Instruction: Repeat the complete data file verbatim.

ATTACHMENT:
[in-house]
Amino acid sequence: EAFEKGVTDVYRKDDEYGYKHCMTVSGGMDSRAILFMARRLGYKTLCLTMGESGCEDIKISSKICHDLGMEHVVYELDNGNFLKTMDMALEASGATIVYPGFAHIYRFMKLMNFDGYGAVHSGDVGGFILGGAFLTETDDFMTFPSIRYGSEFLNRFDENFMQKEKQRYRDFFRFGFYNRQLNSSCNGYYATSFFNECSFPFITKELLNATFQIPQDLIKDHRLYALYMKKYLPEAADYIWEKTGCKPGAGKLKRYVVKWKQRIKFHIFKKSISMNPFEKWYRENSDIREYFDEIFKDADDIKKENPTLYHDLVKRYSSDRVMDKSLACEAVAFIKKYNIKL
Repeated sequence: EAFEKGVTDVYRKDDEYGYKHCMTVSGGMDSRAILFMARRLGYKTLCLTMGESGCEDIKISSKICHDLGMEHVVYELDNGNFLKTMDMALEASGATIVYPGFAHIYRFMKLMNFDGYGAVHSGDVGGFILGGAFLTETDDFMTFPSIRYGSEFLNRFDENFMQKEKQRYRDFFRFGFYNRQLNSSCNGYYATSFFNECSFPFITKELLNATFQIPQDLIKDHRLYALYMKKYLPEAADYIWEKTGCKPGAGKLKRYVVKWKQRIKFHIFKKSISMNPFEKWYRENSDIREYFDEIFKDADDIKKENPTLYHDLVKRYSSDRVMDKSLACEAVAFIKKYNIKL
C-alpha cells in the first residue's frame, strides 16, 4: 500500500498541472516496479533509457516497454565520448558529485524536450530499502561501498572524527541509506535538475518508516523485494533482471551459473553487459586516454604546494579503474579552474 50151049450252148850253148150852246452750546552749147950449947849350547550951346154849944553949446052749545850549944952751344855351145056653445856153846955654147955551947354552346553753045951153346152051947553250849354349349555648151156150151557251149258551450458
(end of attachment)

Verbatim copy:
[in-house]
Amino acid sequence: EAFEKGVTDVYRKDDEYGYKHCMTVSGGMDSRAILFMARRLGYKTLCLTMGESGCEDIKISSKICHDLGMEHVVYELDNGNFLKTMDMALEASGATIVYPGFAHIYRFMKLMNFDGYGAVHSGDVGGFILGGAFLTETDDFMTFPSIRYGSEFLNRFDENFMQKEKQRYRDFFRFGFYNRQLNSSCNGYYATSFFNECSFPFITKELLNATFQIPQDLIKDHRLYALYMKKYLPEAADYIWEKTGCKPGAGKLKRYVVKWKQRIKFHIFKKSISMNPFEKWYRENSDIREYFDEIFKDADDIKKENPTLYHDLVKRYSSDRVMDKSLACEAVAFIKKYNIKL
Repeated sequence: EAFEKGVTDVYRKDDEYGYKHCMTVSGGMDSRAILFMARRLGYKTLCLTMGESGCEDIKISSKICHDLGMEHVVYELDNGNFLKTMDMALEASGATIVYPGFAHIYRFMKLMNFDGYGAVHSGDVGGFILGGAFLTETDDFMTFPSIRYGSEFLNRFDENFMQKEKQRYRDFFRFGFYNRQLNSSCNGYYATSFFNECSFPFITKELLNATFQIPQDLIKDHRLYALYMKKYLPEAADYIWEKTGCKPGAGKLKRYVVKWKQRIKFHIFKKSISMNPFEKWYRENSDIREYFDEIFKDADDIKKENPTLYHDLVKRYSSDRVMDKSLACEAVAFIKKYNIKL
C-alpha cells in the first residue's frame, strides 16, 4: 500500500498541472516496479533509457516497454565520448558529485524536450530499502561501498572524527541509506535538475518508516523485494533482471551459473553487459586516454604546494579503474579552474 50151049450252148850253148150852246452750546552749147950449947849350547550951346154849944553949446052749545850549944952751344855351145056653445856153846955654147955551947354552346553753045951153346152051947553250849354349349555648151156150151557251149258551450458